“The couple who are getting married have asked for money towards their honeymoon and as we have not been to any weddings for some time, we have absolutely no idea how much we should give them.
“We do not see this couple very often and we are not particularly close to them but we do very much appreciate that they thought to invite us. I’d really welcome any advice on what would be a suitable amount to give them!”
The woman’s question was answered by hundreds, with opinions very divided as to whether she should be giving a gift at all if she can’t attend. Others were unsettled by the idea of cash, saying even asking for money was “crass”.
“Unless you are very close I would send a card and good wishes,” one said. “I wouldn’t have expected a gift from anyone not able to attend my wedding, which was 51 years ago today.”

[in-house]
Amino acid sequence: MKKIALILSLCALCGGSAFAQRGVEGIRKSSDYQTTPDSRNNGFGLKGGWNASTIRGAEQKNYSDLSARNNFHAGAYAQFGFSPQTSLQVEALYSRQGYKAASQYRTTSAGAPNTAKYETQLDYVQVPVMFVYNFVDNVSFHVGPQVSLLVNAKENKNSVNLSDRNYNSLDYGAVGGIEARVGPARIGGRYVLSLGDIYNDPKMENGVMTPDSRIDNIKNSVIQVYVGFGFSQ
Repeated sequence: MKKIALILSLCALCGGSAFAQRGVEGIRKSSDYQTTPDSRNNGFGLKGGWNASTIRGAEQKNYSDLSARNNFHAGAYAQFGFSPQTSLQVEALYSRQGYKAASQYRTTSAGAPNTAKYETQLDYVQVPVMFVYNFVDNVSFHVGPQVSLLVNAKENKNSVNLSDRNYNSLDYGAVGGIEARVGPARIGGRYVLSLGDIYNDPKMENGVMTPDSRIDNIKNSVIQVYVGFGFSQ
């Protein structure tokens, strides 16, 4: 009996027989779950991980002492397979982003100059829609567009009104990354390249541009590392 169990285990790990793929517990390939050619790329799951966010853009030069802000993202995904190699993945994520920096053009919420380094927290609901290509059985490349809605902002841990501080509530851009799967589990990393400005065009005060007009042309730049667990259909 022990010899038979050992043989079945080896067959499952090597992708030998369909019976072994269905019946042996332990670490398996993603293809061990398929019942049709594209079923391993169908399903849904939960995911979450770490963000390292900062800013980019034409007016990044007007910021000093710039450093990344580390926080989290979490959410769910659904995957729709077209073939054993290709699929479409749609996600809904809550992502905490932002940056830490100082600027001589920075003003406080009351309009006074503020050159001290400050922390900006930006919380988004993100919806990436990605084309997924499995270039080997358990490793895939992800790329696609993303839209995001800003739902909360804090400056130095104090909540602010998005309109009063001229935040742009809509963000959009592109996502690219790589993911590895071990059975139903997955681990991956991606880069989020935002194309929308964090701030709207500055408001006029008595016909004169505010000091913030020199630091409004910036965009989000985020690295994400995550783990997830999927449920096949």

“Younger people may not think it’s a bit cheeky but the older amongst us might,” one said.
While another said she’d stick to a voucher, writing, “On principle, I wouldn’t give money. I think it’s crass to even ask for it. (So they spend it frivolously whilst perhaps you have to budget carefully?)
“In the past, I’ve given a voucher to put towards something for their household. Young couples always need something even if it’s only tea towels or a lamp. In effect, it amounts to the same thing I suppose but it “sits” better with me. However, in your shoes, given you are not close, a card would be my choice and leave it at that.”
Many said they’d also attended weddings where cash was expected and encouraged the woman to gift what she could afford as a thank you for the invite.
“As they were kind enough to invite you I would give £40-50 ($AU75-95) if I couldn’t go to the event. Probably give more if we were going,” one said.
“I would think that £50 is about right. £100 if you are feeling flush as obviously you won’t have the expense of travel,” another suggested.